Then Fred and I went to London. The train was long but we had a nice time going together. The people at the Egypt Exploration Society’s archives were so very kind and helpful. I found several pictures there that were of great worth, and they let me download all of them for free. They were very useful and a pleasure to work with. Then I walked to the British Museum. I got things all set up, took a lunch (because they did) and then went to the archives. They had pulled out the wrong stuff for me, but we got that figured out and soon they found the right stuff and I spent a while going through and looking at some very interesting and useful stuff. Not amazingly useful, but fairly useful. I was able to tell them, as I had the EES this morning and the Griffith yesterday, that some pictures they had that they weren’t sure about were definitely the Seila Pyramid. When I finished my work there I spent just a little time in the museum and then Fred and I caught a train back to Oxford. We made it in time for the nice, formal dinner where we heard some inspirational speeches. I am very impressed with the principal here, Ralph Waller. I would like to get to know him better. He seems a very good man. All in all it was a very nice day.

On Wednesday I went to the Sackler Library and up to the papyrology room. There I was able to go through the papers left by Grenfell and Hunt, the two men who first excavated at our site. There were a few things that were quite useful, but for the most part I did not find anything that was of tremendous value. This was very disappointing because this is where I had the greatest hope for finding something of use. I spent the whole day going through letters, notebooks, photos, etc., and was glad I did because some things helped, but for the most part it was disappointing. I did meet a graduate student from the University of Texas who is from Utah and did her undergraduate degree at the U. She is looking forward to Lincoln and Thom’s book coming out. It was enjoyable to visit with her.
This evening I went with Fred and Rais for a long walk to a little pub that Fred likes. We visited and enjoyed ourselves extensively. I am really, really enjoying Fred, and Rais is a jewel. I am glad to have met him, and he clearly is enjoying our company. I also walked around a little on my own to make sure I knew how to get where I was going the next morning. I continue to be charmed by this little town and the university. What a wonderful place.

This morning, Thursday, I went to the Queen’s Library. It is a magnificent library. There are books there from 1100. The shelves and ceilings are magnificent. You feel like studying seriously when you are there, it induces that kind of atmosphere. They had set up a little study area just for me and had all the materials I was hoping to look at waiting for me.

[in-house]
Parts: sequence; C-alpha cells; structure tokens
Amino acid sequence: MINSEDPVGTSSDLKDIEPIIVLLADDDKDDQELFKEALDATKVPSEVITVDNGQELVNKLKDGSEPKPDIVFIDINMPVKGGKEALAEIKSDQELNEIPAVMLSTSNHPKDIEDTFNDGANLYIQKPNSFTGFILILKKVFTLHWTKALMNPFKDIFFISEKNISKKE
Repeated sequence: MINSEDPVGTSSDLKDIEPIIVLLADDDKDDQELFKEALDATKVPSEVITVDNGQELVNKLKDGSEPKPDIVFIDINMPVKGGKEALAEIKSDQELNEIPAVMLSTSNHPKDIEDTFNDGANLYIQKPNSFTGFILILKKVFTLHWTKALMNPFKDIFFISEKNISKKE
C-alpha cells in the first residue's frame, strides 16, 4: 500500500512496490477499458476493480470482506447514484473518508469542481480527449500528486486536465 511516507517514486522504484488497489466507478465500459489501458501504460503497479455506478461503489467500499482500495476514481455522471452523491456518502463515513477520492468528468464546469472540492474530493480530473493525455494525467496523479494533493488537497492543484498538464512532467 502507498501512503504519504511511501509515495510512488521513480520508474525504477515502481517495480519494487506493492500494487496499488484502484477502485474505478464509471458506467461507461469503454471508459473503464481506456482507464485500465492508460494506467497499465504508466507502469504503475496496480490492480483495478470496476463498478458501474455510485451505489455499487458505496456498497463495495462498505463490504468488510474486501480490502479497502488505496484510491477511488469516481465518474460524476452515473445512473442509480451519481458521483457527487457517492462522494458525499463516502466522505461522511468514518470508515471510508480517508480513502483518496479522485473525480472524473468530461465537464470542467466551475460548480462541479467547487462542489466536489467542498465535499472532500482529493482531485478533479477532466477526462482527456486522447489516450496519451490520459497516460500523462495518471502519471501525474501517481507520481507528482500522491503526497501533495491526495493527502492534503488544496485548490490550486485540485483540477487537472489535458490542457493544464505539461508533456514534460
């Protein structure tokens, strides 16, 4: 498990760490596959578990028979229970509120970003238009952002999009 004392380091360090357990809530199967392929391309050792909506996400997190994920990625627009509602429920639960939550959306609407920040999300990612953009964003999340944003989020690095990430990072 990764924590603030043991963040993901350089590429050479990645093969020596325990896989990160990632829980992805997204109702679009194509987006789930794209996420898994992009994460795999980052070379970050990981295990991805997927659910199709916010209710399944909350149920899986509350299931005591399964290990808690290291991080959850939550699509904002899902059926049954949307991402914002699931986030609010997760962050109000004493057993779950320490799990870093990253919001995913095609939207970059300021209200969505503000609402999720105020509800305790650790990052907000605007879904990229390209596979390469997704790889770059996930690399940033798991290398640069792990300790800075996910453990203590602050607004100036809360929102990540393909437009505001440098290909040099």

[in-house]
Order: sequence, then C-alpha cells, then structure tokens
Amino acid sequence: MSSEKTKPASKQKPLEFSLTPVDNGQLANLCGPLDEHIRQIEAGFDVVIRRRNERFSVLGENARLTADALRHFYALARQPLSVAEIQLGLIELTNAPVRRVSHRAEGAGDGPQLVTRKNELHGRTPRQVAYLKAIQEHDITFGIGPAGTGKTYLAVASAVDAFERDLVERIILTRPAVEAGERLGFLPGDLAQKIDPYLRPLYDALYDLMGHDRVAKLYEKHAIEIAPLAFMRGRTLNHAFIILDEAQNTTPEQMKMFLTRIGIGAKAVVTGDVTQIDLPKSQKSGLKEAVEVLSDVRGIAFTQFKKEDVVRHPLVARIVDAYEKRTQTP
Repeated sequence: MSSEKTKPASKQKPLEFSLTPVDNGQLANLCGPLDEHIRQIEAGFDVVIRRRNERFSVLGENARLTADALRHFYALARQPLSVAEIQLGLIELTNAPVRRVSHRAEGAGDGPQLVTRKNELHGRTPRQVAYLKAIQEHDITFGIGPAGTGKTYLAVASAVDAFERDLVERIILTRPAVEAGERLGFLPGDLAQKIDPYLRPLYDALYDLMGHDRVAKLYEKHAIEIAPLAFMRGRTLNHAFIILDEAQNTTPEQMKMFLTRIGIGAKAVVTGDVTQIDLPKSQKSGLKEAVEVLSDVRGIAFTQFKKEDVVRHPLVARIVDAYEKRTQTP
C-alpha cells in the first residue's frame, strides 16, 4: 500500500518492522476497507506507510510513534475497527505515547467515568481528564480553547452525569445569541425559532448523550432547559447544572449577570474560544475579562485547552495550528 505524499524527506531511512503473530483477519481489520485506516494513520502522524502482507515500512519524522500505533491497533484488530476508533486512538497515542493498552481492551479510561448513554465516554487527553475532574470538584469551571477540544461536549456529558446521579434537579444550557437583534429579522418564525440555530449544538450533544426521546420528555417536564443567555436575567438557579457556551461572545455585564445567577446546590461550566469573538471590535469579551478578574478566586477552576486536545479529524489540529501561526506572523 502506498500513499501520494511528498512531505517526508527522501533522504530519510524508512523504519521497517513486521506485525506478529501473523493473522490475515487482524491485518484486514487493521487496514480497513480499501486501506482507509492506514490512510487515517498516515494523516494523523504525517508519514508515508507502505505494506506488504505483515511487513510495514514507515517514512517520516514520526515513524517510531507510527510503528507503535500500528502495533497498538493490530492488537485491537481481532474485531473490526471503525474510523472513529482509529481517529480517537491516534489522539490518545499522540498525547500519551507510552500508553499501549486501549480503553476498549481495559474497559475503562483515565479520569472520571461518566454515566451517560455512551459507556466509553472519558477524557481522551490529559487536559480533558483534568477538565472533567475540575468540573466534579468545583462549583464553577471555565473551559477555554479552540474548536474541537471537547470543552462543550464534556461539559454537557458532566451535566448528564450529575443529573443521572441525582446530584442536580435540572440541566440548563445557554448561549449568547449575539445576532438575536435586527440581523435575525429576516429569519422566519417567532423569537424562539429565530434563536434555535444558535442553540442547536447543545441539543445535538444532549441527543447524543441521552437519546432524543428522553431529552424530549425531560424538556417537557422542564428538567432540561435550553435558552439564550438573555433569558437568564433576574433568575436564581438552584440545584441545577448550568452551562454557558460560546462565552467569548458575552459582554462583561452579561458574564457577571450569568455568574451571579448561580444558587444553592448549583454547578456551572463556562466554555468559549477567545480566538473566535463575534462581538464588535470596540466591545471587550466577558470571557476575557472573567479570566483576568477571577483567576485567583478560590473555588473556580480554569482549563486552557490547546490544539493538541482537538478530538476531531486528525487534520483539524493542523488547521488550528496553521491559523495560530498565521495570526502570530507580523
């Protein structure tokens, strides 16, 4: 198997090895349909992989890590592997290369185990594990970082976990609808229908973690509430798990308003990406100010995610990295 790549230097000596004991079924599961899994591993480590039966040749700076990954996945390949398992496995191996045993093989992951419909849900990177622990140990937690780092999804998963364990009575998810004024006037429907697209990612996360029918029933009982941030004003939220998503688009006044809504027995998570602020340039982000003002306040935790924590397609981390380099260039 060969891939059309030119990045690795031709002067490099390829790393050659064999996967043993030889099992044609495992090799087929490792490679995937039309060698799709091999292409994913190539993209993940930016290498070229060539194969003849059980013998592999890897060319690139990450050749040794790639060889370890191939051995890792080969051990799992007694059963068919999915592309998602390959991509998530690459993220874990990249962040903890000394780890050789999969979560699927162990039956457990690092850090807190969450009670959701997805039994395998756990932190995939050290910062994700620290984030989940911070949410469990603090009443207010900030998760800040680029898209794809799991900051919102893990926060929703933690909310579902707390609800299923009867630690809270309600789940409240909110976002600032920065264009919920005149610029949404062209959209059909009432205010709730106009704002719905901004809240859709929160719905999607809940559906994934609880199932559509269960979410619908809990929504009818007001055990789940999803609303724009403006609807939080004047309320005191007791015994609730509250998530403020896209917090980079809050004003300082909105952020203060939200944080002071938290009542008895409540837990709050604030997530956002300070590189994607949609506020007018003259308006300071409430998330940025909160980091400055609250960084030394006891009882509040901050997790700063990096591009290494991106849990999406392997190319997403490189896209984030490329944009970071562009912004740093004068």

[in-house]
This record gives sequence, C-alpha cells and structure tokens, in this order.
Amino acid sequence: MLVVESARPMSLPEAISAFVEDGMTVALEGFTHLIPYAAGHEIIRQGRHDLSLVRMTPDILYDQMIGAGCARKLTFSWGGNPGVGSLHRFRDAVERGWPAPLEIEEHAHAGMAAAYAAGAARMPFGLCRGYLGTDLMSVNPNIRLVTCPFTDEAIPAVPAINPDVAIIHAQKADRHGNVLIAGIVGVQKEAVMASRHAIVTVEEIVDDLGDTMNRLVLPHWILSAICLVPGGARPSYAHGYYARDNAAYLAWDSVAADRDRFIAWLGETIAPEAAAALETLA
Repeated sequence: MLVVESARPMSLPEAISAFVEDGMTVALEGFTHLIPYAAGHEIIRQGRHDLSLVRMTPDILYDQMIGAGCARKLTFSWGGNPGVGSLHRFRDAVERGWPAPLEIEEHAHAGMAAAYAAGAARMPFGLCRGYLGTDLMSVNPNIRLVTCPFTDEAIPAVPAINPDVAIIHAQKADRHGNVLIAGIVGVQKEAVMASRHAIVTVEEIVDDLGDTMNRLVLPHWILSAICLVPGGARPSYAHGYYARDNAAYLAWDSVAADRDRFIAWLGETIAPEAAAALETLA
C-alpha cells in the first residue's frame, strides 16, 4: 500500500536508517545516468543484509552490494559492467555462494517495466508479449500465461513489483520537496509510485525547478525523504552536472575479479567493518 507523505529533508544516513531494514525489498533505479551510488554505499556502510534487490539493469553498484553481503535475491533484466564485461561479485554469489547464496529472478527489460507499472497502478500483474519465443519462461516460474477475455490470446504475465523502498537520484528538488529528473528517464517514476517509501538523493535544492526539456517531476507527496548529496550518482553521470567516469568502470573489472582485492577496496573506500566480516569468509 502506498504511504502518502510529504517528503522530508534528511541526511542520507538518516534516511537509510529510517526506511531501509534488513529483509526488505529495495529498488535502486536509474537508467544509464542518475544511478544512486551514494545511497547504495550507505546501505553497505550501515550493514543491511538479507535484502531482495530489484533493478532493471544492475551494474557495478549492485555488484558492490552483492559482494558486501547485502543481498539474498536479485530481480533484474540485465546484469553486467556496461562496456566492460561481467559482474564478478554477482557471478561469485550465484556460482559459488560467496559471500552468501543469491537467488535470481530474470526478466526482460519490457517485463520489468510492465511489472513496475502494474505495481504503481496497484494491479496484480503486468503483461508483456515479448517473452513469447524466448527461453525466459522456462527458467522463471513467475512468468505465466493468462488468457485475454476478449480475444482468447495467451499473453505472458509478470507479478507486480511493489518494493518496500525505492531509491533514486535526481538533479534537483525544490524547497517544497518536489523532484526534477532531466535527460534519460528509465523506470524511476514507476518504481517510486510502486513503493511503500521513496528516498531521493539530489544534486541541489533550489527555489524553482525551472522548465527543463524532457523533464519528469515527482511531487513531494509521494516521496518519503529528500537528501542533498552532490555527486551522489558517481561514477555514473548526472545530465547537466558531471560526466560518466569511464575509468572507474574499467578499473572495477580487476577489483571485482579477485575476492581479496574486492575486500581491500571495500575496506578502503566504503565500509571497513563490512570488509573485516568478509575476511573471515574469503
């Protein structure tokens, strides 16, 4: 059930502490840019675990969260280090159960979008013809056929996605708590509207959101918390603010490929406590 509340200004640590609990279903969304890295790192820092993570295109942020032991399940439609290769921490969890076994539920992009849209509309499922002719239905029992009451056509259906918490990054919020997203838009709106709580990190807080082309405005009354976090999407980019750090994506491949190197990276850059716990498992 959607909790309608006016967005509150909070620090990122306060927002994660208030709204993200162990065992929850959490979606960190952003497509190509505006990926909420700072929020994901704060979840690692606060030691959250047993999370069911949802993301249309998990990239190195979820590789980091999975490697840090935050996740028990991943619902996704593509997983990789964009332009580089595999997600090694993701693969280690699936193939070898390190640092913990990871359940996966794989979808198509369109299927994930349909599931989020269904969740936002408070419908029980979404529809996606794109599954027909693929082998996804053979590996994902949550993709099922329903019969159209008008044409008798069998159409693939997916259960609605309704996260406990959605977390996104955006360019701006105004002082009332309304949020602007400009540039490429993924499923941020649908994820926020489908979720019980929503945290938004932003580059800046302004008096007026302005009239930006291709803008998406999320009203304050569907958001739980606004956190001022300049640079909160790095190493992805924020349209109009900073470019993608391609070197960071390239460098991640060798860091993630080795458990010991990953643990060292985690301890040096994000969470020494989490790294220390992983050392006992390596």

Queens College Library

Queens College Library

My study place in Queens College Library

I spent most of the morning looking through letters sent to Arthur Hunt’s widow at his death. To begin with I thought I would find nothing of value there, and for my project I didn’t. But in reality, what I found was of tremendous value. It caused me to stop and think deeply about life. Here is a man whose career I have been studying all week. He reached the heights of academic achievement and was acknowledged for it worldwide. All week I have been noting the things he had done well and had been very frustrated with the lack of notes I experienced. His entire world seemed to revolve around his academic endeavors, and it was certainly how I knew him and measured him. Yet the notes I read after his death were about those achievements only a little. They were largely about the kind of man he was. People mentioned his academic standing in a passing way, but what was important to them was his kindness. I even read the note from Alan Gardiner, a giant in my field, who spoke about Hunt’s kindness to him when he was a student and how his encouragement had helped him to continue his studies and go into his field. Again and again I read about his gentleness, his caring, his affability. It really made me think. In the end we won’t be judged by our work, but by what kind of people we are. The lasting monuments we build will be through our acts of kindness or lack thereof. When people reflected on and took measure of this academic giant, they did it by the way he treated them. That is worth thinking about as we determine how we spend our time and how we treat others. It is worth thinking about the how caught up we can get in the world of academia and yet how little it really means in the end. It was a peaceful, reflective morning. It was a good, ponderous, important and delightful morning.

When I finished there I went to lunch. Linda Hulin, the Harris Manchester archaeologist. She has been working on maritime excavations at Alexandria. It was delightful to visit with her, I quite enjoyed getting to know her. She was as pleasant as could be and we had a lot of things in common since we both excavate in Egypt. I hope to continue to correspond with her and would very much like to visit her site in Alexandria someday.

I left visiting with her to go with Principal Waller on a tour of Oxford. He was, as always, delightful, and helped me get a better feel for the place and its history. There is so much history here, it truly is amazing. I really enjoyed doing that with him.